On a sunny day on the campus of the University of California, Berkeley, the peaceful rustling of eucalyptus trees belies the furious chemical activity happening inside every single leaf. Through photosynthesis, leaves use the energy in sunlight to turn water and carbon dioxide into substances that plants need, emitting only oxygen in the process. In a nearby lab, chemist Peidong Yang is building an artificial system that does the same, using arrays of nanowires coupled with engineered bacteria. If something like this is ever scaled up, it would churn out a better version of the fuels we use today—one that does not add to the total amount of carbon dioxide in the air.
Photosynthesis has been very difficult to imitate in the lab. In the 1970s, researchers at the University of Tokyo showed for the first time that a solar-powered device could do what plants do in the first step of photosynthesis: split water into hydrogen and oxygen. After an initial burst of activity, the field stalled. But it has been reborn in several labs thanks to a renewed focus on the energy problem and climate change—and because of the emergence of new technologies.
Yang’s lab is improving on a basic design that was developed in the 1970s at the National Renewable Energy Laboratory. It has two light-sensitive electrodes coated with a catalyst—Yang is using nickel, which is inexpensive—that together split water into oxygen and hydrogen. In the original setup, the electrodes were flat, but Yang instead uses arrays of nanowires made from silicon and other semiconductors. Because the nanowires have 100 times the surface area of flat electrodes that could fit into the same space, they can hold more of the catalyst, greatly boosting the efficiency of the reaction.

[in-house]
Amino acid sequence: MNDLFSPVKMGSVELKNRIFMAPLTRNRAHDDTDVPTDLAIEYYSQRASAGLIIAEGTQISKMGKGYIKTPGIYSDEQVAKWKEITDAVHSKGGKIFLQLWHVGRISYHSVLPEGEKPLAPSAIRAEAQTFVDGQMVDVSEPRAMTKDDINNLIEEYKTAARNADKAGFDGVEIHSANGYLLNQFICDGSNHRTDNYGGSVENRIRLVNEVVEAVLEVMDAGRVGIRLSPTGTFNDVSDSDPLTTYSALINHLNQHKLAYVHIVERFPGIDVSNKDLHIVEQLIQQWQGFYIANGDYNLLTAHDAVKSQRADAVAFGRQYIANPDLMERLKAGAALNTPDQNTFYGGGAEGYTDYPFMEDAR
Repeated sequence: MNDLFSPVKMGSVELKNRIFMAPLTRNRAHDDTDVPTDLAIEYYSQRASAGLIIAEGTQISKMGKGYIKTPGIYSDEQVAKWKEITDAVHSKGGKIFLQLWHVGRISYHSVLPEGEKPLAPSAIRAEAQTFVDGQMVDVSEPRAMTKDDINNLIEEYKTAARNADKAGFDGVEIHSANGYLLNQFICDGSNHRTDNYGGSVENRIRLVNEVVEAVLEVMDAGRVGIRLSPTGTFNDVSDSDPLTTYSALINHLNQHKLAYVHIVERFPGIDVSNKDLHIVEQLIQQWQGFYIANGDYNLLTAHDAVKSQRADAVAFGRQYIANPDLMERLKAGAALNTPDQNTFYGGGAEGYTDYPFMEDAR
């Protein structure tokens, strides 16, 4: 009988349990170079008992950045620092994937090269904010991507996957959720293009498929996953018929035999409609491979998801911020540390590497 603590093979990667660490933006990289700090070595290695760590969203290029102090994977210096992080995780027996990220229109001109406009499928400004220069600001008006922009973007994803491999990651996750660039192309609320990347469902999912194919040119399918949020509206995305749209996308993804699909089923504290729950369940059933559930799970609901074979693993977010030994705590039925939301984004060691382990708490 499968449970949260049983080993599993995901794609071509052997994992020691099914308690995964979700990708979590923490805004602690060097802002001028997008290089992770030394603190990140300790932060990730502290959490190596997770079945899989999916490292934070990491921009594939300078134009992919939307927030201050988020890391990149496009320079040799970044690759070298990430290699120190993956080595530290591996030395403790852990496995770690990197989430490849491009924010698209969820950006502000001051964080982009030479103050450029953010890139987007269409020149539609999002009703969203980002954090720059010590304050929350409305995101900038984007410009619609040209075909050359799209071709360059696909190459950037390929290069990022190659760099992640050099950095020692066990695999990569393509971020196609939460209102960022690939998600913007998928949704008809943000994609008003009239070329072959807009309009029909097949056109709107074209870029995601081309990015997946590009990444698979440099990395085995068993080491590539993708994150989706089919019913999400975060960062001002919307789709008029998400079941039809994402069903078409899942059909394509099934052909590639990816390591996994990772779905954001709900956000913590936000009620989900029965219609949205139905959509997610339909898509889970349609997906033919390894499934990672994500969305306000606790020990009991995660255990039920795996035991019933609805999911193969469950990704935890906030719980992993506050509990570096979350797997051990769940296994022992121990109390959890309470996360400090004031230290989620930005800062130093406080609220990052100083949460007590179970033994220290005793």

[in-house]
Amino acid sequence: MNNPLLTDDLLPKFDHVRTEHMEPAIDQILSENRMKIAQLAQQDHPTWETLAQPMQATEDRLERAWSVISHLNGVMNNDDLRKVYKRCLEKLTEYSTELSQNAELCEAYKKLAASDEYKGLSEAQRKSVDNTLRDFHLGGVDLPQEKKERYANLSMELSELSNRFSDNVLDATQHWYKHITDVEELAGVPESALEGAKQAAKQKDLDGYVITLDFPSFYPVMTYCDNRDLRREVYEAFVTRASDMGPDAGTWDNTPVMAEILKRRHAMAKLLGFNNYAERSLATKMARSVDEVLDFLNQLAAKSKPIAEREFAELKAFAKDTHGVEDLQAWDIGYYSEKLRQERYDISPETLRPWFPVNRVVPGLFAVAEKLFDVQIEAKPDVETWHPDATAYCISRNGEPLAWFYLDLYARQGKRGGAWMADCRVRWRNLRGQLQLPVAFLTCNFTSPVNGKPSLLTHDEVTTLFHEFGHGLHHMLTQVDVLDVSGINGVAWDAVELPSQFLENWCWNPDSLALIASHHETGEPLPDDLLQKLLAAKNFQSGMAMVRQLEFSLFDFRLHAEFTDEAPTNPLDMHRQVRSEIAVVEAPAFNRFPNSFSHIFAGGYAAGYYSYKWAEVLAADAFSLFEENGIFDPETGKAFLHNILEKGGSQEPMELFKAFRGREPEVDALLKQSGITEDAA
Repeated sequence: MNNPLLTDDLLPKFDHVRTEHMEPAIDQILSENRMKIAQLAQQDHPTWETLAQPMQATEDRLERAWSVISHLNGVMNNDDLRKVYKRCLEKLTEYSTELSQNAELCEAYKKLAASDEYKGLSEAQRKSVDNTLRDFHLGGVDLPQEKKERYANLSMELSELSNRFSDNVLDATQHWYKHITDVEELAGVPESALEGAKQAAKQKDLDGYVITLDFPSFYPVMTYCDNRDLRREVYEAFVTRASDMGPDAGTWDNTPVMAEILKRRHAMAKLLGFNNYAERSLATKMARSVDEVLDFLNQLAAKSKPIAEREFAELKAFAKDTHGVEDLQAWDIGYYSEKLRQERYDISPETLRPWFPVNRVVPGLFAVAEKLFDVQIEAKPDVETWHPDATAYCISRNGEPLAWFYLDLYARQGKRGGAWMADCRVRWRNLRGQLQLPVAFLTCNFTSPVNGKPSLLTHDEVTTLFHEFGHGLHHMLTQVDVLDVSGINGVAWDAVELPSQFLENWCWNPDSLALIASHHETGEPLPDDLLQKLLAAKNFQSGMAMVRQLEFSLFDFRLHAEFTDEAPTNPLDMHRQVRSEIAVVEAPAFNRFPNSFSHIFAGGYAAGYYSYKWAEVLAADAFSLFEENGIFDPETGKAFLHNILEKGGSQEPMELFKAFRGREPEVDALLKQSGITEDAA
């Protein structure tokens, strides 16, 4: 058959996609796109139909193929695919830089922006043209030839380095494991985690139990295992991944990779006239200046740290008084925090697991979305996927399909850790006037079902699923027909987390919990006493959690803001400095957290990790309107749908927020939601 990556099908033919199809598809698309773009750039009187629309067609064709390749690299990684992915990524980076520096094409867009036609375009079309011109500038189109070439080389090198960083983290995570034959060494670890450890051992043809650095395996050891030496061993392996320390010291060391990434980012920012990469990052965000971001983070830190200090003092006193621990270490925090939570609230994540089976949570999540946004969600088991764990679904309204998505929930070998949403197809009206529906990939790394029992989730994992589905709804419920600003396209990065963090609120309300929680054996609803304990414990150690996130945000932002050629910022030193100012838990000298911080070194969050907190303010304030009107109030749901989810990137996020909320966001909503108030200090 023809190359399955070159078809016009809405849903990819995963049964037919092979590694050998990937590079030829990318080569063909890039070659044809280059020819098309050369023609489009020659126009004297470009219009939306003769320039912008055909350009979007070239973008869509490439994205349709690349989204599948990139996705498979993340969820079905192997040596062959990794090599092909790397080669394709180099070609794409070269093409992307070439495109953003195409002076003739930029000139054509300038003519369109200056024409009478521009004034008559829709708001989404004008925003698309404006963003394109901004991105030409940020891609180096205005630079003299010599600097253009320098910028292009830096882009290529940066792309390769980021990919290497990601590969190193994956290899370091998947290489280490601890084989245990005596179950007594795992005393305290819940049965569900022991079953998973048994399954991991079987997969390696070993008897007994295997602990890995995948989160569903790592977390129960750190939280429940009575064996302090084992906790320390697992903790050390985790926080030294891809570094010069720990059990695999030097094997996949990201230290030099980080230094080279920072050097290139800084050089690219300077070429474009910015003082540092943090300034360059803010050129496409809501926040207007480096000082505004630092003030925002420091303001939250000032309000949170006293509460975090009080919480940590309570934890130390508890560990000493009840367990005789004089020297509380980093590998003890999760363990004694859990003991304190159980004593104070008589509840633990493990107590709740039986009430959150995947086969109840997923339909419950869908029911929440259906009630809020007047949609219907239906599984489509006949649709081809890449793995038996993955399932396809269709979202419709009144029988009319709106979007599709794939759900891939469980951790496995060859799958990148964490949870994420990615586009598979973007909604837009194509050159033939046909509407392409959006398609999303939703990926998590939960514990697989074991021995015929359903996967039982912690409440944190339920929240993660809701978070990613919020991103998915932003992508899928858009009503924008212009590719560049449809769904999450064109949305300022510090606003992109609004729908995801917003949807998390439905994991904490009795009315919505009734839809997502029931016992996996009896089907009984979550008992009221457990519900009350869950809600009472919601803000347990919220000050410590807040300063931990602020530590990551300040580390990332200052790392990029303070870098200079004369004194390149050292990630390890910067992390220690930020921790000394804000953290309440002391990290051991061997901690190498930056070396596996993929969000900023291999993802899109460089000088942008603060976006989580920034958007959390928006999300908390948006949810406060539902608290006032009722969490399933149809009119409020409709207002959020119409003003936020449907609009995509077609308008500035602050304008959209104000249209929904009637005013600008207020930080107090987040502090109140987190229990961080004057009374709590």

However, splitting water is the easy half of photosynthesis. Plants go further, using the hydrogen from water in reactions that turn carbon from the air into complex molecules. Yang wants to do this too. After all, our planes and cars don’t run on hydrogen; they need gasoline and other chemically complex fuels.
To catalyze that part of the process, Yang relies on another technology that wasn’t around in the ’70s. He and colleagues have shown that genetically engineered bacteria nestled amid the nanowires function as “living catalysts.” They take up the hydrogen split from the water and combine it with carbon dioxide to make methane and other hydrocarbons that are needed for fuels or plastics. The bugs do this with natural enzymes that carry out a series of reactions chemists have not yet been able to master with synthetic catalysts.
Yang’s system currently matches the efficiency of photosynthesis, storing under 1 percent of the energy captured from sunlight in the form of chemical bonds. That’s not bad for a proof-of-concept demonstration, but making it more efficient and thus cost-effective will be essential.
Yang hopes to eventually switch to synthetic catalysts instead of bacteria, which are tricky to keep alive. But fully eliminating the bugs might not be necessary, given the urgent need for clean fuels. “If it has to be a hybrid approach, that’s okay,” he says.